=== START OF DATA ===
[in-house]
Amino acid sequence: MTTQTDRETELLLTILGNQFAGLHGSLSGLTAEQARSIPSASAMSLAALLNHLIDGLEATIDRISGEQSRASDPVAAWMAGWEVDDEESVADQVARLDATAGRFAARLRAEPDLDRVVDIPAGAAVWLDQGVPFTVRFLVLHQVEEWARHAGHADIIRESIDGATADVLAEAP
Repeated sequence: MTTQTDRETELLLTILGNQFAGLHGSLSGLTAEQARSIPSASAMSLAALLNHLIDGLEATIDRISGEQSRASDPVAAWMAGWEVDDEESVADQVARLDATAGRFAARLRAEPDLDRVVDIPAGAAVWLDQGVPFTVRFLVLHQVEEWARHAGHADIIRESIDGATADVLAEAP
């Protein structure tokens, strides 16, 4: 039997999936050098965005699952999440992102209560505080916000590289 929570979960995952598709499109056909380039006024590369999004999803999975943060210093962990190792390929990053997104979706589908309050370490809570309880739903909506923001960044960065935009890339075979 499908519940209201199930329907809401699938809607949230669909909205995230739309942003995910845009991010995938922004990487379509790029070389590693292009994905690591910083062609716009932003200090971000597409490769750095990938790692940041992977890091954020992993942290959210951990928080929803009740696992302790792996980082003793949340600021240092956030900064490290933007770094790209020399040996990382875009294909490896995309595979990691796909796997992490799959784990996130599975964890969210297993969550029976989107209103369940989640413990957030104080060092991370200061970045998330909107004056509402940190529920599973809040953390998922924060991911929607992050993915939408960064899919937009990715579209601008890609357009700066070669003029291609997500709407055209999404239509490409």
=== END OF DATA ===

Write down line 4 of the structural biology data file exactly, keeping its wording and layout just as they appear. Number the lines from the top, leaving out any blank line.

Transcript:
């Protein structure tokens, strides 16, 4: 039997999936050098965005699952999440992102209560505080916000590289 929570979960995952598709499109056909380039006024590369999004999803999975943060210093962990190792390929990053997104979706589908309050370490809570309880739903909506923001960044960065935009890339075979 499908519940209201199930329907809401699938809607949230669909909205995230739309942003995910845009991010995938922004990487379509790029070389590693292009994905690591910083062609716009932003200090971000597409490769750095990938790692940041992977890091954020992993942290959210951990928080929803009740696992302790792996980082003793949340600021240092956030900064490290933007770094790209020399040996990382875009294909490896995309595979990691796909796997992490799959784990996130599975964890969210297993969550029976989107209103369940989640413990957030104080060092991370200061970045998330909107004056509402940190529920599973809040953390998922924060991911929607992050993915939408960064899919937009990715579209601008890609357009700066070669003029291609997500709407055209999404239509490409």